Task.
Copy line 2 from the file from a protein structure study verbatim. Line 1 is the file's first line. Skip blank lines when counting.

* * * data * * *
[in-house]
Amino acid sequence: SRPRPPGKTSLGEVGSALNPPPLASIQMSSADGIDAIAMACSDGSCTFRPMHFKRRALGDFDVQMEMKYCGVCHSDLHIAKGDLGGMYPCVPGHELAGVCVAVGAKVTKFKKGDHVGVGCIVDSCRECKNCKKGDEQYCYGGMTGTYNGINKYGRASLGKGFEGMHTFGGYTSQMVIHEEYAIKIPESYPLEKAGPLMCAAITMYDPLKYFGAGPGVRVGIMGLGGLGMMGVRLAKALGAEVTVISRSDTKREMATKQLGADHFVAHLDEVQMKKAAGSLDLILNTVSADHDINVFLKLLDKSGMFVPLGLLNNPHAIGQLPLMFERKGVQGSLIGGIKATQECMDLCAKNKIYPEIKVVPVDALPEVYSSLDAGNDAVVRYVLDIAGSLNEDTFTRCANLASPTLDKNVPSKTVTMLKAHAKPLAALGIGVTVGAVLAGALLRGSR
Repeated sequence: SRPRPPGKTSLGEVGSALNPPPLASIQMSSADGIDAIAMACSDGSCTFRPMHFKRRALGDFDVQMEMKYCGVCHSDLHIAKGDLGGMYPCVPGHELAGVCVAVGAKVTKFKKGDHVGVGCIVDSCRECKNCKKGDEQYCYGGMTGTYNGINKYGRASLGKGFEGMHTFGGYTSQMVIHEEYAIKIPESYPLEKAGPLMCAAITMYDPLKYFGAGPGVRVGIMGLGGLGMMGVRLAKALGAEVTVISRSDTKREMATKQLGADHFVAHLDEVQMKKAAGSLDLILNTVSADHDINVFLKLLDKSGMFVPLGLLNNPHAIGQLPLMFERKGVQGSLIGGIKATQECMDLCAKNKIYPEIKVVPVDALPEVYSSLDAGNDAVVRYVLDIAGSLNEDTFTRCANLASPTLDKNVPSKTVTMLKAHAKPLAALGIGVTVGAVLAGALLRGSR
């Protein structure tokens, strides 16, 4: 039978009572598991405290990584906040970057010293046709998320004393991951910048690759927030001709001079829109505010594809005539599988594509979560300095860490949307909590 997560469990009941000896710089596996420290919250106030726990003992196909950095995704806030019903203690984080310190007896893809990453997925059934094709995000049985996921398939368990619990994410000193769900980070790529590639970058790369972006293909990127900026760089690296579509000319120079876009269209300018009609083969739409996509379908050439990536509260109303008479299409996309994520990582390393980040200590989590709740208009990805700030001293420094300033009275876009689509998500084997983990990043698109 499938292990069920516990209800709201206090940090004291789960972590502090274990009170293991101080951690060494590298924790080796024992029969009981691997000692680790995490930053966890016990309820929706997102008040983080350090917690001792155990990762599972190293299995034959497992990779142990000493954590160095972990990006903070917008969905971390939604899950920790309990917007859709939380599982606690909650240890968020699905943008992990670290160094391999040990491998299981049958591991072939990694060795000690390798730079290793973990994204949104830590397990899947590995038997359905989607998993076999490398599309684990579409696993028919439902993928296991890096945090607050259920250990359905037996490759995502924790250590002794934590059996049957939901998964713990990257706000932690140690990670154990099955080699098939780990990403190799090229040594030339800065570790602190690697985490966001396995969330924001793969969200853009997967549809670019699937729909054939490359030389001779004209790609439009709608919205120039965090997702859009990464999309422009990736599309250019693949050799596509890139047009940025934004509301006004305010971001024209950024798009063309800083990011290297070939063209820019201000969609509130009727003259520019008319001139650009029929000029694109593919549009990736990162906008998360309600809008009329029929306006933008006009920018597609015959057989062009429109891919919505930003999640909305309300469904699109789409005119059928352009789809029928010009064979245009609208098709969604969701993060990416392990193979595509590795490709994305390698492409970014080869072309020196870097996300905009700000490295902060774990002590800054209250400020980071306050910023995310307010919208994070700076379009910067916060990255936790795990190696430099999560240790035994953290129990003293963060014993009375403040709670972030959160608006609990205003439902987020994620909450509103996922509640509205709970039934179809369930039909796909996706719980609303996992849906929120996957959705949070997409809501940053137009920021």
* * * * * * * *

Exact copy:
Amino acid sequence: SRPRPPGKTSLGEVGSALNPPPLASIQMSSADGIDAIAMACSDGSCTFRPMHFKRRALGDFDVQMEMKYCGVCHSDLHIAKGDLGGMYPCVPGHELAGVCVAVGAKVTKFKKGDHVGVGCIVDSCRECKNCKKGDEQYCYGGMTGTYNGINKYGRASLGKGFEGMHTFGGYTSQMVIHEEYAIKIPESYPLEKAGPLMCAAITMYDPLKYFGAGPGVRVGIMGLGGLGMMGVRLAKALGAEVTVISRSDTKREMATKQLGADHFVAHLDEVQMKKAAGSLDLILNTVSADHDINVFLKLLDKSGMFVPLGLLNNPHAIGQLPLMFERKGVQGSLIGGIKATQECMDLCAKNKIYPEIKVVPVDALPEVYSSLDAGNDAVVRYVLDIAGSLNEDTFTRCANLASPTLDKNVPSKTVTMLKAHAKPLAALGIGVTVGAVLAGALLRGSR